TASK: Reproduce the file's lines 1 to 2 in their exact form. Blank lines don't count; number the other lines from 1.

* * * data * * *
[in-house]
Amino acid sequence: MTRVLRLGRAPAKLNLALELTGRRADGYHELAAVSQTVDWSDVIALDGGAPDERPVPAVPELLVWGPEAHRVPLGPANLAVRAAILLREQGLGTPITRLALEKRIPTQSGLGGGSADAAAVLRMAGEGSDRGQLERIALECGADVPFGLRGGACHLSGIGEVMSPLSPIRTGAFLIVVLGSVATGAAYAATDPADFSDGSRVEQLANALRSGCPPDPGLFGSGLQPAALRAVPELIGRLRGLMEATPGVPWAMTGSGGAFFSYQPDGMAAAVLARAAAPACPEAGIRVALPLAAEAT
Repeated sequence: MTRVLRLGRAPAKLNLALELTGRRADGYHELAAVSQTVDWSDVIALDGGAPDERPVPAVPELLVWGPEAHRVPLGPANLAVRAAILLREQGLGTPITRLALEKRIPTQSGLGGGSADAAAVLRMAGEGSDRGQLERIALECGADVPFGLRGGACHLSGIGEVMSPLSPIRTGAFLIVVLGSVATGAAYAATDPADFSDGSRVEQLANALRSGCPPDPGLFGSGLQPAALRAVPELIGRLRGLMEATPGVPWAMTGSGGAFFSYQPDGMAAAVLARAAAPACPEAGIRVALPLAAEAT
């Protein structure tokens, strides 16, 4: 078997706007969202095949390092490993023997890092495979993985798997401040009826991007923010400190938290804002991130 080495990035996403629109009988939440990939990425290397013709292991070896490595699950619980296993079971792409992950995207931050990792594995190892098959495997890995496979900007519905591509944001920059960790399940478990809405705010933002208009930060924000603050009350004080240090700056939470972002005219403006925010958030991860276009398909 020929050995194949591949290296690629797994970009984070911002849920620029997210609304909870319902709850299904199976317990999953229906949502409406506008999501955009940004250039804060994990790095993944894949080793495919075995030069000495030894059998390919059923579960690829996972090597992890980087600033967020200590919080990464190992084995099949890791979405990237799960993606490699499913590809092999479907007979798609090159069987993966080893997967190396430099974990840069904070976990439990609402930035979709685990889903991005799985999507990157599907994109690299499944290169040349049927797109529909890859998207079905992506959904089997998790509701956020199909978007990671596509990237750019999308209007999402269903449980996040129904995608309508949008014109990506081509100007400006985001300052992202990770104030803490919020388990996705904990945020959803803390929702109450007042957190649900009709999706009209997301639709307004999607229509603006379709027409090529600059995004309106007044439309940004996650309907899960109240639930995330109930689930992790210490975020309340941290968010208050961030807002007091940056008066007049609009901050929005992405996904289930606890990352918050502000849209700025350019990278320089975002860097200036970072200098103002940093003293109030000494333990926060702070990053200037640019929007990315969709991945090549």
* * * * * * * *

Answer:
[in-house]
Amino acid sequence: MTRVLRLGRAPAKLNLALELTGRRADGYHELAAVSQTVDWSDVIALDGGAPDERPVPAVPELLVWGPEAHRVPLGPANLAVRAAILLREQGLGTPITRLALEKRIPTQSGLGGGSADAAAVLRMAGEGSDRGQLERIALECGADVPFGLRGGACHLSGIGEVMSPLSPIRTGAFLIVVLGSVATGAAYAATDPADFSDGSRVEQLANALRSGCPPDPGLFGSGLQPAALRAVPELIGRLRGLMEATPGVPWAMTGSGGAFFSYQPDGMAAAVLARAAAPACPEAGIRVALPLAAEAT